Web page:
Sunday is supposed to be a day of rest – not at Larmer tree
So you know how I said there was so much going on at Larmer tree that I had to split it into two? Well I lied. I had to split it into three.
The day starts with some time spent processing shots followed by another mooch around to see what abstracts I can drag up.
One of the great things about Larmer Tree is that there is always something unusual sitting in the bushes or hanging from the trees.
Looking at the line up and it's a bit of a weird one. Naturally there's a load of stuff on for kids, which I'm always reluctant to shoot and the music is a bit patchy for me. Frankly, good as he may be putting Bill Bailey on as second headliner seems odd.
Walking around we come across a circle of people watching 'The Naked Chef' who is a street performer doing a cookery demonstration in just his pants. It's a great diversion and we sit and watch the fun and I shoot a few pics including the bit where he gets his hand stuck under the PA system.
Back to the main stage area and again it's something for the kids. Beatboxer Shlomo is doing his workshop for kids and of course I shoot, but it's also brilliant fun, partly because Shlomo is an awesome beatboxer and partly because he's such a great showman. He's also really good with the kids.
There are a number of lovely kids that get up on stage for a competition and the time slips quickly by.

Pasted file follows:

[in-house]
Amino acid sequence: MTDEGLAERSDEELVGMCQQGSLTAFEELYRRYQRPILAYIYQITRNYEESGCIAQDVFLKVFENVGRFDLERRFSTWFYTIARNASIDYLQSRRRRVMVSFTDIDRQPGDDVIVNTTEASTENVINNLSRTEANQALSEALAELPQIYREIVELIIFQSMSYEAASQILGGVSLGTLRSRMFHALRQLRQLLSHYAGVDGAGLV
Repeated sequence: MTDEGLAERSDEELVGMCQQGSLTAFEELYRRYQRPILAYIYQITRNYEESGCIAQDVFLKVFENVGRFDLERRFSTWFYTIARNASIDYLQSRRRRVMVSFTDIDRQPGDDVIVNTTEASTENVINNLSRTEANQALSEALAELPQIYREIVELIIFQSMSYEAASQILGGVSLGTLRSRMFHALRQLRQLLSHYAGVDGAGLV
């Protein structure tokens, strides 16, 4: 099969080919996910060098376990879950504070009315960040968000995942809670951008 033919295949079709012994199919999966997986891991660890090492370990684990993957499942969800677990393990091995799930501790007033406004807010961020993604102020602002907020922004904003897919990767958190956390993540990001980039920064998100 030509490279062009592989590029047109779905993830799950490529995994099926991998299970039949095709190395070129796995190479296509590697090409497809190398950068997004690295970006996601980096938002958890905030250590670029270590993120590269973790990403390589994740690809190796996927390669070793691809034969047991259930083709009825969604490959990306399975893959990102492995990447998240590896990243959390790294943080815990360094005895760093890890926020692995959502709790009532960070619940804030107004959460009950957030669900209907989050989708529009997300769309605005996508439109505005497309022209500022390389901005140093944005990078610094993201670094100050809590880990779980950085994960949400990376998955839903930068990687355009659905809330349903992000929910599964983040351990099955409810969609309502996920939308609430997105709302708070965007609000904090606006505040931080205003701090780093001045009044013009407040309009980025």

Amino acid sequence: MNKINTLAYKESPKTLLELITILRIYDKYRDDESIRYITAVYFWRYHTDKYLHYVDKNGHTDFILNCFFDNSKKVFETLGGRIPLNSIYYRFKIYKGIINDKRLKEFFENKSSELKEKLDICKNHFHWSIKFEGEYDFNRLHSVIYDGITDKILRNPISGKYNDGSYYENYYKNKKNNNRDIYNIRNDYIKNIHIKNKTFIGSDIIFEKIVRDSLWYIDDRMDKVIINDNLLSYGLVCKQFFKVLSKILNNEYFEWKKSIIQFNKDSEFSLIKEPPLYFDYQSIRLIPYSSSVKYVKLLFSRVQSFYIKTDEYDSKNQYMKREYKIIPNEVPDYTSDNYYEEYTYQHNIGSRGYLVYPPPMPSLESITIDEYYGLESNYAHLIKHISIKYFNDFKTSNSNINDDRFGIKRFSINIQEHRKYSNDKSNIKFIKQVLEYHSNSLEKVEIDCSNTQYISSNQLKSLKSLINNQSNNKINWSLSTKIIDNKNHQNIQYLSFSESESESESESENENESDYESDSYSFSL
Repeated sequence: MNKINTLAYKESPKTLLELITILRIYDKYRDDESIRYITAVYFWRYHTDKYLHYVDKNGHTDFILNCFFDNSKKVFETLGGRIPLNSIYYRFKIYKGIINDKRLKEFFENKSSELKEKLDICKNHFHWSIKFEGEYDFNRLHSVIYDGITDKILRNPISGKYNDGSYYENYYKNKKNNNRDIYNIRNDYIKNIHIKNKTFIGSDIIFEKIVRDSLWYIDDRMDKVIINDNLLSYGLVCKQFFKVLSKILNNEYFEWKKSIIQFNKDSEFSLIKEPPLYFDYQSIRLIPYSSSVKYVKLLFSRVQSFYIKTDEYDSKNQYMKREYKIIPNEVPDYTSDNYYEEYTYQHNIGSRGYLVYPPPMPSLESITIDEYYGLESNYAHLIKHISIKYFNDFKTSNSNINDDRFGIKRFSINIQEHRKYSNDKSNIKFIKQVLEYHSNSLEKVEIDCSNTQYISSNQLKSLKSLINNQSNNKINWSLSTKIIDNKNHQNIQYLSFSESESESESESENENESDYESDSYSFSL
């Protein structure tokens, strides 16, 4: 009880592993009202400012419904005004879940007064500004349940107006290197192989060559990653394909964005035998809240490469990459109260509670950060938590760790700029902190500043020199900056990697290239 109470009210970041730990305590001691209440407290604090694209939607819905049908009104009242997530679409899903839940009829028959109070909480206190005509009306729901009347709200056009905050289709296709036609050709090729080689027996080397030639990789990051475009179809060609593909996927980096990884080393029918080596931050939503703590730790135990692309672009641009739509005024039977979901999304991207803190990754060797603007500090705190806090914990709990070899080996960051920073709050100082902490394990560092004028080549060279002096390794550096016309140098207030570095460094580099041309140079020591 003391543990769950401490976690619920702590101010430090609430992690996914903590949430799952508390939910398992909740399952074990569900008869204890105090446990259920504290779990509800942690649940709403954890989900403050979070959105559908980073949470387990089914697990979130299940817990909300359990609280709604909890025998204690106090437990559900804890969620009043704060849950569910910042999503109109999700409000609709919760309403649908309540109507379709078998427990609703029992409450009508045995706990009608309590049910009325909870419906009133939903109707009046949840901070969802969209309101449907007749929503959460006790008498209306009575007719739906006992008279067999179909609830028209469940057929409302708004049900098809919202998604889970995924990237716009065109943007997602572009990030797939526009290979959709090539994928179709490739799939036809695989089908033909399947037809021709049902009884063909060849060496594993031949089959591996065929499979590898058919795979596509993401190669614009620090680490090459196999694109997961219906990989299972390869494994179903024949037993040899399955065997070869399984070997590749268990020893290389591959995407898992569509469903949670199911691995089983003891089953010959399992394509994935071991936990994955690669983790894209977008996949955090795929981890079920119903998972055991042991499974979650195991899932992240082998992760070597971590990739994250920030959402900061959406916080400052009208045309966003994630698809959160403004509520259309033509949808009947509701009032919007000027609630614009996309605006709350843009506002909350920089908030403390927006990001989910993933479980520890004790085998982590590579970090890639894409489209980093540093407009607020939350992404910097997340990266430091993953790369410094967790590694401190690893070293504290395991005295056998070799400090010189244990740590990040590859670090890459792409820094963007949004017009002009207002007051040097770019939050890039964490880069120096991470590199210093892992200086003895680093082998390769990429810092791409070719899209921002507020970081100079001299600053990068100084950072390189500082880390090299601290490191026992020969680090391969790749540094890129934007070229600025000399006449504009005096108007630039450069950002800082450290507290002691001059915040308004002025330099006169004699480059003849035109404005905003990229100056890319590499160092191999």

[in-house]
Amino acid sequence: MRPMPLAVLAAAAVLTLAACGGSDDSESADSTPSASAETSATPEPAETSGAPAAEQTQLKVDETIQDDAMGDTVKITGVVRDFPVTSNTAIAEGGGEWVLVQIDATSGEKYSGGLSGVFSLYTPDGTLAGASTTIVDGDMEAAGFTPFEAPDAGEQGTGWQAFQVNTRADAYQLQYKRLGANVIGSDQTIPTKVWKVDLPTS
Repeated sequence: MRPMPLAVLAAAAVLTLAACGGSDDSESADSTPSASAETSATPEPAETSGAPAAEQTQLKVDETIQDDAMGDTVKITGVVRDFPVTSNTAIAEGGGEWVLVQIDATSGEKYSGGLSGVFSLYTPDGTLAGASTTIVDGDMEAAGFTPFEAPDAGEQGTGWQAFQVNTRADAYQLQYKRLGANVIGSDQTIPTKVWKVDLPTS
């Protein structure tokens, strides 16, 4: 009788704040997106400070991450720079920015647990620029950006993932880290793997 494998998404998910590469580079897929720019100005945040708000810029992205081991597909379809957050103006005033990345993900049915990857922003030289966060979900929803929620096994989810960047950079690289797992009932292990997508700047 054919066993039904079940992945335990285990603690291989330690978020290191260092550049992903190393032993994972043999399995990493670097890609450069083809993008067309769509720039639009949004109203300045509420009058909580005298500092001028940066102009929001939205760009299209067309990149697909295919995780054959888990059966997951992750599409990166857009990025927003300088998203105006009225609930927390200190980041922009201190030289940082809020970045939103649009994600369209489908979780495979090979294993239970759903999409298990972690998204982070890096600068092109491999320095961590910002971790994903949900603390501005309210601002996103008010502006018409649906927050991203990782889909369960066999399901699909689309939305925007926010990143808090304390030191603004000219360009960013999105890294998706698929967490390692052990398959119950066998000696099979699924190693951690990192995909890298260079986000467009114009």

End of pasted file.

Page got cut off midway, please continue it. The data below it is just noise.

Earlier in the weekend my second camera had started overexposing. Initially I thought it was down to fat fingers on my part but as the day goes on I realise that whatever setting I'm dialling in it continues to massively over expose. I put it back in the bag to investigate later.
Raghu Dixit has done Larmer before and since then has been a busy chap. He appears on the main stage with an interesting looking band and I'm looking forward to getting some awesome pics which I signally fail to do. I get some slightly above average pics and ruefully trudge back to the press area reflecting on the fact that I guess we can't be on our game all the time.
Back at the press tent the lovely Cassie is raving about Shlomo and blushing slightly at the thought. I know he's in the Songlines signing tent so I drag her over against her will (yeah right) and pester him for a fan pic which he graciously agrees to. Generally I won't bug acts for this sort of thing but seeing as Cassie has been looking after us whining togs all weekend I think it's allowed.
The carnival is a traditional event at Larmer for a Sunday afternoon and a number of the photographers are going off to shoot it. Frankly I'm not really interested in shooting the same pics as everyone else so Al and I go off to the double decker bus and have a cream tea. To give you an idea of what she has to put up with, we sit on the top deck and I poke the lens out and start pinging off shots whilst she sits ruefully noshing a scone or two.
We always like to check out bands that we don't know and so we go off to the smaller stages and see what's going on. Yet again I fire off some average pics that will never see the light of day but at least we enjoy the music.
Find of the weekend was probably Molotov Cocktail. I'd kind of thought that it would be a bit of a token band given that it is fronted by the lovely Natalia Tena (she of Game of thrones fame). How wrong can you be.